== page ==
Disease regression and pCR rate are increased with an interval between CRT and surgery exceeding 8 weeks. Registration number: NCT03287843 (http://www.clinicaltrials.gov).

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4 Comments

Jeremie H. Lefevre

1 year ago

We read with interest the article by Agkun et al. (1). The authors have to be congratulated for this important trial. In the current literature, there is a majority of retrospective studies with numerous bias evaluating the real impact of a longer waiting period (2).

We have several comments and questions on this study and the conclusion proposed by the authors.

It is stated that is a randomised clinical trial. However, no sample size calculation is given in the paper and the clinical trial registration was done in September 2017.

Why did the authors choose such a large interval of 4 weeks in each group? This will be difficult to translate in the clinical practice.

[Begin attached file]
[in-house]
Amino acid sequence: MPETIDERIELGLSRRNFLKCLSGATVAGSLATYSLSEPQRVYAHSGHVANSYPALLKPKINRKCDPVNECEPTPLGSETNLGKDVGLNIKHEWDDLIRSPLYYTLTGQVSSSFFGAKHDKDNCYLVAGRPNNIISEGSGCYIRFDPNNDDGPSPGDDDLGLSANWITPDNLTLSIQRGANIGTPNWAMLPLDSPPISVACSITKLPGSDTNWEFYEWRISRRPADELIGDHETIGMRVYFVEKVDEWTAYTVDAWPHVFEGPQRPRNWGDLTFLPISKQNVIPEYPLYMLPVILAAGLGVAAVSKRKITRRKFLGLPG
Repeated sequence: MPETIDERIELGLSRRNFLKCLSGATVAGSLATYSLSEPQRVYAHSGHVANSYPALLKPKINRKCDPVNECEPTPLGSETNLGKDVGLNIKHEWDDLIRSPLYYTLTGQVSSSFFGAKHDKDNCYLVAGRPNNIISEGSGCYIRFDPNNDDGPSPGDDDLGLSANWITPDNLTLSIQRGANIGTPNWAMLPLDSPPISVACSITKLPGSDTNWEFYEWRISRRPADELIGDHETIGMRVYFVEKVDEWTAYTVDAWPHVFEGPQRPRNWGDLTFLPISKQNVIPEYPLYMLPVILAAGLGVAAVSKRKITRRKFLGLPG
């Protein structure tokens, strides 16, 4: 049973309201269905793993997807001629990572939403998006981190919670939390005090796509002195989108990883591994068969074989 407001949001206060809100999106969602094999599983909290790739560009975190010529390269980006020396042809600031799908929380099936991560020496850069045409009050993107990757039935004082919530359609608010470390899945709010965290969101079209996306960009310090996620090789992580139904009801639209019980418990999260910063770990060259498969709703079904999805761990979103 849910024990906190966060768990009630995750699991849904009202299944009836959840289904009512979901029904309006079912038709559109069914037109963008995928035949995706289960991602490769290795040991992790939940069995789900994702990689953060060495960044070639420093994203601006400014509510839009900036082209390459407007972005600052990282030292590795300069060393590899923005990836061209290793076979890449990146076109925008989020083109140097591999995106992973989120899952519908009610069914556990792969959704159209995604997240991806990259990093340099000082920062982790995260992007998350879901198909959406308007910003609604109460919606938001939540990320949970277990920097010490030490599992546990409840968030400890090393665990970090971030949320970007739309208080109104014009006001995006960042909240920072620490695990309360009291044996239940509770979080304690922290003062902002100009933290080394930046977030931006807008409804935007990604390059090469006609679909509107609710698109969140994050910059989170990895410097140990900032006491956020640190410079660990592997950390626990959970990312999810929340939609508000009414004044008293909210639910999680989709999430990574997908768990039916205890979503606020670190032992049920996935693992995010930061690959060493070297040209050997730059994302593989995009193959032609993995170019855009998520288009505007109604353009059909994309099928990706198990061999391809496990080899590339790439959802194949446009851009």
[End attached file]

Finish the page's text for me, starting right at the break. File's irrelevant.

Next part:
We were also surprised by the 2.5% anastomotic leakage rate described. The two recent GRECCAR trials (5 and 6) have shown a 15-17% of anastomotic complications (3,4).In addition the rate of 2.1% of N+ in the ypT0 group is very low compared to the 7-8% already published (3,5).

Can the authors precise how the perirectal fibrosis was evaluated?

We don’t agree with the conclusion as the short group includes patients operated at W4 or W5. Therefore the 10% of pCR is automatically significantly lower than the rate observed in the long duration group. The majority of the radiotherapy effect is gained after a waiting period longer than 7-8 weeks . Moreover, the multivariate analysis didn’t show any significant result.

Jeremie H. Lefevre
Department of Surgery
Saint-Antoine Hospital, AP-HP
184 rue du Faubourg Saint-Antoine